LAURA JAYES: [Interrupts] So the message here from the Government is if you are working you will get a better benefit from the Government, if you’re a single family or a [indistinct].
MINISTER CASH: [Interrupts] The message from the Government is we are proposing the most significant reform in childcare in 40 years. This is all about giving families the choice they need: More affordable, more flexible and more accessible childcare. And you know, Laura, as I’ve travelled around the country for many years now in the Women’s portfolio, when you talk to families and you say to them the Government could make one policy change that would make a difference to you, I can tell you 99.9 per cent of the time it’s more affordable, flexible and accessible childcare, and that’s why I was delighted with the announcement today.
LAURA JAYES: The announcement also- well, we saw everyone in parliament wearing their ovarian cancer ribbons today – a bit of bipartisanship, perhaps?
MINISTER CASH: We did, yeah. Look, and that’s what’s so great about this place. Of course there are going to be issues over which we argue …
LAURA JAYES: [Interrupts] Very positive for 2017, Minister.
MINISTER CASH: [Laughs] No, but you know, when you’re faced with something like ovarian cancer this is obviously above politics. This month is Ovarian Cancer Month, and I was really delighted to work with Greg Hunt today, the Health Minister, to be at the Ovarian Cancer Australia breakfast, but in particular for him to reaffirm the announcement that the Government has managed to list a drug that was previously costing women who had to use it $104,000 per treatment course. The drug makes a real difference to those women who have late stage ovarian cancer. In listing it on the PBS, the drug is now around $38, or around $6.30 if you have a concession hard. So it was really fantastic to be part of what is a significant announcement by our Health Minister.
LAURA JAYES: We love a bit of bipartisanship as well. Michaelia Cash, before I let you go, as a fellow conservative how disappointed were you to see Cory Bernardi leave the parliament? Because I know you two have been quite close- I mean, not the parliament, leave the party I should say.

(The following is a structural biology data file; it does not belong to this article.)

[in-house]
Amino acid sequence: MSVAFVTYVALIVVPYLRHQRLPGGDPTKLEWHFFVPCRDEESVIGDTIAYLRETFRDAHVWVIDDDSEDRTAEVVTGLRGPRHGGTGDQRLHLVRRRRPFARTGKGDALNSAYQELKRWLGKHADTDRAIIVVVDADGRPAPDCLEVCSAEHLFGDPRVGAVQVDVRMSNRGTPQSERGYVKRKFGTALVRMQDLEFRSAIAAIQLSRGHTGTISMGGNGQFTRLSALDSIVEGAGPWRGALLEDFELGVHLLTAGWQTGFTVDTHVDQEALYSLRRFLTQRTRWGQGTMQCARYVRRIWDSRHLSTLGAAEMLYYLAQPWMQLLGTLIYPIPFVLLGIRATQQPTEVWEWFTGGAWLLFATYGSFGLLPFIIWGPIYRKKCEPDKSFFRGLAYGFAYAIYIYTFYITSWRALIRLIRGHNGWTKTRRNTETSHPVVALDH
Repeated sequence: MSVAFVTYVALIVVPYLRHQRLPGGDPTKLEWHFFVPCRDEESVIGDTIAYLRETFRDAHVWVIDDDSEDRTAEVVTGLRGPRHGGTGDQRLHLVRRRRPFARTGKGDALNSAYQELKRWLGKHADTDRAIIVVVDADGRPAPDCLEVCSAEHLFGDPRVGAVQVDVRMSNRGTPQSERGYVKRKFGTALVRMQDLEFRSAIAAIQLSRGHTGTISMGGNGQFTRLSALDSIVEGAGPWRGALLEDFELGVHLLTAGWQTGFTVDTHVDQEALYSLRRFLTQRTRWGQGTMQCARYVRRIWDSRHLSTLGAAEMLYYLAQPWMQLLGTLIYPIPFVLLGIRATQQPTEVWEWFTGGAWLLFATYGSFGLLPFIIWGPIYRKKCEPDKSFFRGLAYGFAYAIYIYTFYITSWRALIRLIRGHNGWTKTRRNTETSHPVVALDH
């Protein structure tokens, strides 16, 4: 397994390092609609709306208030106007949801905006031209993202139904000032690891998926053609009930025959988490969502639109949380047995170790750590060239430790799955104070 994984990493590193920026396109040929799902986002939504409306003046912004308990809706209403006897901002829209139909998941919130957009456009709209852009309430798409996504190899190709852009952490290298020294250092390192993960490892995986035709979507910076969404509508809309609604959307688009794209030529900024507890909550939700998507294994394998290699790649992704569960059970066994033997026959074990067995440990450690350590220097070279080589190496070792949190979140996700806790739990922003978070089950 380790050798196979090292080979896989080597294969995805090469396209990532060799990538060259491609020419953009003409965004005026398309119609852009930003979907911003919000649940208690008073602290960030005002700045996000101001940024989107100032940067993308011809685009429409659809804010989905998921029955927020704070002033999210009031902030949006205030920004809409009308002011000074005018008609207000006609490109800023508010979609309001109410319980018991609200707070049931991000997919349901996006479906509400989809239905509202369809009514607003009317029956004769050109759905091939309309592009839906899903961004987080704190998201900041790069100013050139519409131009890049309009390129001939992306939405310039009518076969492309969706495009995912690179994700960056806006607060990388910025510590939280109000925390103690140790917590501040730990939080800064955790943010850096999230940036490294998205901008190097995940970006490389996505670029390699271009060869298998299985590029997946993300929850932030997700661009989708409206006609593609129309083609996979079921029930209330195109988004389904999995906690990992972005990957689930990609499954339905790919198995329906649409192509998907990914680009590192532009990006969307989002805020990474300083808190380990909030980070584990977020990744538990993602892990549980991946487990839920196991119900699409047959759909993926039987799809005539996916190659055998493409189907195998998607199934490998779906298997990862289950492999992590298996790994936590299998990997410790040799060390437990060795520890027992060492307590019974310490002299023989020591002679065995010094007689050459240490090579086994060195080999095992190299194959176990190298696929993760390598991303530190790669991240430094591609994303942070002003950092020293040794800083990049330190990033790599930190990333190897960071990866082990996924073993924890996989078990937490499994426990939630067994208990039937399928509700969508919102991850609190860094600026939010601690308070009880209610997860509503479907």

MINISTER CASH: Can I say, Cory has been a great mate of mine over many years now. Am I disappointed in the decision? Absolutely, but the fact of the matter is the decision has been made. I know what my role is as the Employment Minister and the Women’s Minister, is to effect …
LAURA JAYES: [Interrupts] Did Malcolm Turnbull do enough to keep him though? Should he have picked up the phone?
MINISTER CASH: At the end of- the decision has been made. I now will work with Cory as a crossbencher who, whilst yes he has left the Liberal Party, he has not abandoned his conservative values, and I look forward to working constructively with him.
LAURA JAYES: So you haven’t had that edict from Malcolm Turnbull that he needs to be crushed, as was reported in The Australian today?
MINISTER CASH: I have not seen that, I do apologise to you. I will just be working- I have a good relationship, I hope most crossbenchers would say, with them and I will now work constructively with Cory Bernardi.
LAURA JAYES: And do you think he will most likely vote with the Government with legislation that- or support the Government’s legislation nine times out of ten?
MINISTER CASH: He was elected as a Liberal Senator for South Australia, and certainly our principles are consistent with his principles, and that’s why I think we’re going to have a very constructive relationship.
LAURA JAYES: Has he given you that indication?
MINISTER CASH: Again, I …
LAURA JAYES: [Talks over] You have spoken to him, haven’t you?
MINISTER CASH: … but what I’ve always said is- and you know, I guess- I don’t talk about negotiations I have with crossbenchers, I don’t really find that constructive, and the same rule will now apply with Cory Bernardi.
LAURA JAYES: Okay, well at least given your history, what he says you’ll believe, and you can count on his vote in parliament I assume. Michaelia Cash, thank you for your time.
MINISTER CASH: Always great to be with you, thanks for having me.